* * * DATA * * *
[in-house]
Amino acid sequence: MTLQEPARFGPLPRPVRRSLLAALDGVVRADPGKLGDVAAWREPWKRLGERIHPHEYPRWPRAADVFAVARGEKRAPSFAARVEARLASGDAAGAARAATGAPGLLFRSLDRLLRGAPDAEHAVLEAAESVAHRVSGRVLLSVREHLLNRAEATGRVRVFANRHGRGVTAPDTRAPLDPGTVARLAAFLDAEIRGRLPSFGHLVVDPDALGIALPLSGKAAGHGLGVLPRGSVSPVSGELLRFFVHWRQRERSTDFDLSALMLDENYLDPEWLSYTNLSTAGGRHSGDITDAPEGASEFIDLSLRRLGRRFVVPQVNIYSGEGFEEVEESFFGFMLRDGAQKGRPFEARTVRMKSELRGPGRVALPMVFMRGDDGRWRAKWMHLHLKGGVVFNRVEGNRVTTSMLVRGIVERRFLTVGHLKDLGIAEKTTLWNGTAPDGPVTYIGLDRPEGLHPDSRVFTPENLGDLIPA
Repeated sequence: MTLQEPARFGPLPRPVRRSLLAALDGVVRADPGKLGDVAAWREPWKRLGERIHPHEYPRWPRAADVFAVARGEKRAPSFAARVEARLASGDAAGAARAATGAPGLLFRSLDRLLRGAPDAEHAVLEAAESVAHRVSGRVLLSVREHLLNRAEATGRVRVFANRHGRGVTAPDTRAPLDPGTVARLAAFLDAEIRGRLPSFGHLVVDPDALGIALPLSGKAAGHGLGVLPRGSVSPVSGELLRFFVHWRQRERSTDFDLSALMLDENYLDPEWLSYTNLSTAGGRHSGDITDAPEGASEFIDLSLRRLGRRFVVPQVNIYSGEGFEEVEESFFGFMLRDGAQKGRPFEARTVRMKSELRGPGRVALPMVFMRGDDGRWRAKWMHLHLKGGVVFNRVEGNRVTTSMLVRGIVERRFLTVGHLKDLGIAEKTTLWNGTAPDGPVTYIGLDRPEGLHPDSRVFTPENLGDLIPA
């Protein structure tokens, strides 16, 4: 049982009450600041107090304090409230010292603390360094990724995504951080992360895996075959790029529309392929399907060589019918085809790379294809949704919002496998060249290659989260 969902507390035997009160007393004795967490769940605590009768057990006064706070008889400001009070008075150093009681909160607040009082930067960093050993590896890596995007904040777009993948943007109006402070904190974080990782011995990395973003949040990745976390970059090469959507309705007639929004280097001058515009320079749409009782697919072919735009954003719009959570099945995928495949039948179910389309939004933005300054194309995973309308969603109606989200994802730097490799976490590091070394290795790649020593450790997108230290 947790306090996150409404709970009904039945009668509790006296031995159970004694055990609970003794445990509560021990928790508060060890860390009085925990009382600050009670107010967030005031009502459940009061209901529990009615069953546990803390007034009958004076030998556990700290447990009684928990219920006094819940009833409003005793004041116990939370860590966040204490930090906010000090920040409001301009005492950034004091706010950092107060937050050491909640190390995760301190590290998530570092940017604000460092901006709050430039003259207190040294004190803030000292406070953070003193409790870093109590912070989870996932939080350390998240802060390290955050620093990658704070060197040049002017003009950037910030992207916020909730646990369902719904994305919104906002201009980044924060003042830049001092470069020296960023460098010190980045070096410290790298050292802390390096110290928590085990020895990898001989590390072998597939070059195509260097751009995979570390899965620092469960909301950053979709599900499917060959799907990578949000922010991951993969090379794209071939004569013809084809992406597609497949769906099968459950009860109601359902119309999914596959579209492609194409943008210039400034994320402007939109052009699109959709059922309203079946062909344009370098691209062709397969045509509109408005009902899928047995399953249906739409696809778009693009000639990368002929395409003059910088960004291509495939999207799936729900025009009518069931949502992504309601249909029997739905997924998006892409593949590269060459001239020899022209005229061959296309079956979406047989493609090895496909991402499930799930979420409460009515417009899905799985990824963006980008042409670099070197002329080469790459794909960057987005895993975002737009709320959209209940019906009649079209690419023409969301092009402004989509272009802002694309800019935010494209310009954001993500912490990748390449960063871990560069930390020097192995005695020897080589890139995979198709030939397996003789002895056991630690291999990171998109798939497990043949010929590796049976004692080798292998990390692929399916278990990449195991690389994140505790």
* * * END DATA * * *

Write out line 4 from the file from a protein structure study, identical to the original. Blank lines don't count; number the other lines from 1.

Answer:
């Protein structure tokens, strides 16, 4: 049982009450600041107090304090409230010292603390360094990724995504951080992360895996075959790029529309392929399907060589019918085809790379294809949704919002496998060249290659989260 969902507390035997009160007393004795967490769940605590009768057990006064706070008889400001009070008075150093009681909160607040009082930067960093050993590896890596995007904040777009993948943007109006402070904190974080990782011995990395973003949040990745976390970059090469959507309705007639929004280097001058515009320079749409009782697919072919735009954003719009959570099945995928495949039948179910389309939004933005300054194309995973309308969603109606989200994802730097490799976490590091070394290795790649020593450790997108230290 947790306090996150409404709970009904039945009668509790006296031995159970004694055990609970003794445990509560021990928790508060060890860390009085925990009382600050009670107010967030005031009502459940009061209901529990009615069953546990803390007034009958004076030998556990700290447990009684928990219920006094819940009833409003005793004041116990939370860590966040204490930090906010000090920040409001301009005492950034004091706010950092107060937050050491909640190390995760301190590290998530570092940017604000460092901006709050430039003259207190040294004190803030000292406070953070003193409790870093109590912070989870996932939080350390998240802060390290955050620093990658704070060197040049002017003009950037910030992207916020909730646990369902719904994305919104906002201009980044924060003042830049001092470069020296960023460098010190980045070096410290790298050292802390390096110290928590085990020895990898001989590390072998597939070059195509260097751009995979570390899965620092469960909301950053979709599900499917060959799907990578949000922010991951993969090379794209071939004569013809084809992406597609497949769906099968459950009860109601359902119309999914596959579209492609194409943008210039400034994320402007939109052009699109959709059922309203079946062909344009370098691209062709397969045509509109408005009902899928047995399953249906739409696809778009693009000639990368002929395409003059910088960004291509495939999207799936729900025009009518069931949502992504309601249909029997739905997924998006892409593949590269060459001239020899022209005229061959296309079956979406047989493609090895496909991402499930799930979420409460009515417009899905799985990824963006980008042409670099070197002329080469790459794909960057987005895993975002737009709320959209209940019906009649079209690419023409969301092009402004989509272009802002694309800019935010494209310009954001993500912490990748390449960063871990560069930390020097192995005695020897080589890139995979198709030939397996003789002895056991630690291999990171998109798939497990043949010929590796049976004692080798292998990390692929399916278990990449195991690389994140505790």